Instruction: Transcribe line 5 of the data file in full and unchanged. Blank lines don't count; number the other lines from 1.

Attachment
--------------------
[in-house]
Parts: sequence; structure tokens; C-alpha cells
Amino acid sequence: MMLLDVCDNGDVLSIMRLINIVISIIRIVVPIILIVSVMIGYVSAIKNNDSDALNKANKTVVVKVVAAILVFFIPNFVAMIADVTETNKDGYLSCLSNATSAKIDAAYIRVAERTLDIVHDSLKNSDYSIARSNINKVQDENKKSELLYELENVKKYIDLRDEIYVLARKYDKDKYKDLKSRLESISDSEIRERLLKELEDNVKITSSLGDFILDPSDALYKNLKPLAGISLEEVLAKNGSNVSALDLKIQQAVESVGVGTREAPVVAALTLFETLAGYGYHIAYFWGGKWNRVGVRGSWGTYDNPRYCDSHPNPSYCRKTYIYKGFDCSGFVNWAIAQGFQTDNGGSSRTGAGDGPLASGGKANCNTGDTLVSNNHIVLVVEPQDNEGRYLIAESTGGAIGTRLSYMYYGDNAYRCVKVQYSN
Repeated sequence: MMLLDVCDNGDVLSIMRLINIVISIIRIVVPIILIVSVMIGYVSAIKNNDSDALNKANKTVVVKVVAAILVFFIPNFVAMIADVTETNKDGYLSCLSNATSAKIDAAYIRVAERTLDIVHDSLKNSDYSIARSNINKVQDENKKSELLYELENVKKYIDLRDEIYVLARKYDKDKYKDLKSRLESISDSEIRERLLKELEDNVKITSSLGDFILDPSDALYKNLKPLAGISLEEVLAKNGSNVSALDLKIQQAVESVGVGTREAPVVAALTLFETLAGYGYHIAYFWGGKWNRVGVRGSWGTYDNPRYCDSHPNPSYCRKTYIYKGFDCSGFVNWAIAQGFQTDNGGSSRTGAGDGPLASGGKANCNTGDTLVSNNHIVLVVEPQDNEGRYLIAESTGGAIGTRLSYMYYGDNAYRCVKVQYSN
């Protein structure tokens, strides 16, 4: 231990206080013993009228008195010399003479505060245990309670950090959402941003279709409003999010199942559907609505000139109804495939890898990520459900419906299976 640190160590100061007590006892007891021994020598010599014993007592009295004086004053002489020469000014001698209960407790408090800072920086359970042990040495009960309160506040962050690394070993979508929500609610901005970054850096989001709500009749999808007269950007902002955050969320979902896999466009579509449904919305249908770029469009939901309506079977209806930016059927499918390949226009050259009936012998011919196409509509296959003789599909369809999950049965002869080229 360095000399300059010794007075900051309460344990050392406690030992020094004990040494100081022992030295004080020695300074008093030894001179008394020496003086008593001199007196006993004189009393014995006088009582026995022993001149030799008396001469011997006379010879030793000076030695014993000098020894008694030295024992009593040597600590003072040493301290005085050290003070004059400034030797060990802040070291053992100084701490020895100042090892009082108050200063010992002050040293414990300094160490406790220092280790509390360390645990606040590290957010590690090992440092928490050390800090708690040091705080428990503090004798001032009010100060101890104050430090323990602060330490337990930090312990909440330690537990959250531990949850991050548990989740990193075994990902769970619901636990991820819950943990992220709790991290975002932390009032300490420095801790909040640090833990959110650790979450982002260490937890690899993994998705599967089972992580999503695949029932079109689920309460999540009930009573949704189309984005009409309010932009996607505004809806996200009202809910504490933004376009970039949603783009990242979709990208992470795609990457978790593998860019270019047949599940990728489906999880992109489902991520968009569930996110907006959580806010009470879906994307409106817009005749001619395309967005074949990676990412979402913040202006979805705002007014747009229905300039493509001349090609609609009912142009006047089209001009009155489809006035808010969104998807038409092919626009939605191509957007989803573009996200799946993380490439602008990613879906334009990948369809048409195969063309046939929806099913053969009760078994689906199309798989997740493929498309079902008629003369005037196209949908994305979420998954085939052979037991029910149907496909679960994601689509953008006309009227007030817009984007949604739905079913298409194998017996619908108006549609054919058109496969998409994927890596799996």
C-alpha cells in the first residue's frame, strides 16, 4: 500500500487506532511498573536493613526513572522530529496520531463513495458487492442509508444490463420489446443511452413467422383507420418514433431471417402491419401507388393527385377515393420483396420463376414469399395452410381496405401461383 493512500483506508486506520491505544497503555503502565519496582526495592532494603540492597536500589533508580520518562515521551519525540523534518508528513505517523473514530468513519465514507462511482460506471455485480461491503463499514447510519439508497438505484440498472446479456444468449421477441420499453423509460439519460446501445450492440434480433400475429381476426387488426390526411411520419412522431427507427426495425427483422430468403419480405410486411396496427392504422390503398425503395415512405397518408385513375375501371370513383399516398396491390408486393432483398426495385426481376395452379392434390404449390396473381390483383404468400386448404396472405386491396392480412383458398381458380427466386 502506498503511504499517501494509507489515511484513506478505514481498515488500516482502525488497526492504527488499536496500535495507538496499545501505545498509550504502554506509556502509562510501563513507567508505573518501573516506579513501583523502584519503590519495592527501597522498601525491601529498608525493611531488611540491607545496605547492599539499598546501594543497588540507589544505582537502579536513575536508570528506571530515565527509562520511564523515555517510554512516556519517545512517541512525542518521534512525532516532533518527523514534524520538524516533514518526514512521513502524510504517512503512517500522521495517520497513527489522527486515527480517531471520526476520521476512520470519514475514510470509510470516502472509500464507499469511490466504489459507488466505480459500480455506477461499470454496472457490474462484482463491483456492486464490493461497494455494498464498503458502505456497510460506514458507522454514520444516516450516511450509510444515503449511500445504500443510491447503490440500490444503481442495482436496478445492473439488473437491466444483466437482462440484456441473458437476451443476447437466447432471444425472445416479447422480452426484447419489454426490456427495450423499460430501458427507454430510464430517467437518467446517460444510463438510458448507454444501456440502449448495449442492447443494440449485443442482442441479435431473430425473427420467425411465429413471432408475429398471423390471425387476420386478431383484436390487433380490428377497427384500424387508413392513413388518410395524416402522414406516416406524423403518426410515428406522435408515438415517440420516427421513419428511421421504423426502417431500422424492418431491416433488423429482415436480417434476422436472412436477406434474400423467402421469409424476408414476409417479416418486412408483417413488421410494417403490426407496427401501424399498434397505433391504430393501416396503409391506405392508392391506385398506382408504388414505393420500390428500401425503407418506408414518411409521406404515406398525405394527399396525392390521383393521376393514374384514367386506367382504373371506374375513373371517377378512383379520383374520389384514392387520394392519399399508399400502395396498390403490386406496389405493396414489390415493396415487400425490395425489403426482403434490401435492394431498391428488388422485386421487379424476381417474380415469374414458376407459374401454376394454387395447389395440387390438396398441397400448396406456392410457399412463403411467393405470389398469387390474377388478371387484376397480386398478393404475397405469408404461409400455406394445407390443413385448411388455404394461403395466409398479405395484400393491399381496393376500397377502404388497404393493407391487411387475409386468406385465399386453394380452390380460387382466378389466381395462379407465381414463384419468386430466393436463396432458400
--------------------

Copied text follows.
């Protein structure tokens, strides 16, 4: 231990206080013993009228008195010399003479505060245990309670950090959402941003279709409003999010199942559907609505000139109804495939890898990520459900419906299976 640190160590100061007590006892007891021994020598010599014993007592009295004086004053002489020469000014001698209960407790408090800072920086359970042990040495009960309160506040962050690394070993979508929500609610901005970054850096989001709500009749999808007269950007902002955050969320979902896999466009579509449904919305249908770029469009939901309506079977209806930016059927499918390949226009050259009936012998011919196409509509296959003789599909369809999950049965002869080229 360095000399300059010794007075900051309460344990050392406690030992020094004990040494100081022992030295004080020695300074008093030894001179008394020496003086008593001199007196006993004189009393014995006088009582026995022993001149030799008396001469011997006379010879030793000076030695014993000098020894008694030295024992009593040597600590003072040493301290005085050290003070004059400034030797060990802040070291053992100084701490020895100042090892009082108050200063010992002050040293414990300094160490406790220092280790509390360390645990606040590290957010590690090992440092928490050390800090708690040091705080428990503090004798001032009010100060101890104050430090323990602060330490337990930090312990909440330690537990959250531990949850991050548990989740990193075994990902769970619901636990991820819950943990992220709790991290975002932390009032300490420095801790909040640090833990959110650790979450982002260490937890690899993994998705599967089972992580999503695949029932079109689920309460999540009930009573949704189309984005009409309010932009996607505004809806996200009202809910504490933004376009970039949603783009990242979709990208992470795609990457978790593998860019270019047949599940990728489906999880992109489902991520968009569930996110907006959580806010009470879906994307409106817009005749001619395309967005074949990676990412979402913040202006979805705002007014747009229905300039493509001349090609609609009912142009006047089209001009009155489809006035808010969104998807038409092919626009939605191509957007989803573009996200799946993380490439602008990613879906334009990948369809048409195969063309046939929806099913053969009760078994689906199309798989997740493929498309079902008629003369005037196209949908994305979420998954085939052979037991029910149907496909679960994601689509953008006309009227007030817009984007949604739905079913298409194998017996619908108006549609054919058109496969998409994927890596799996």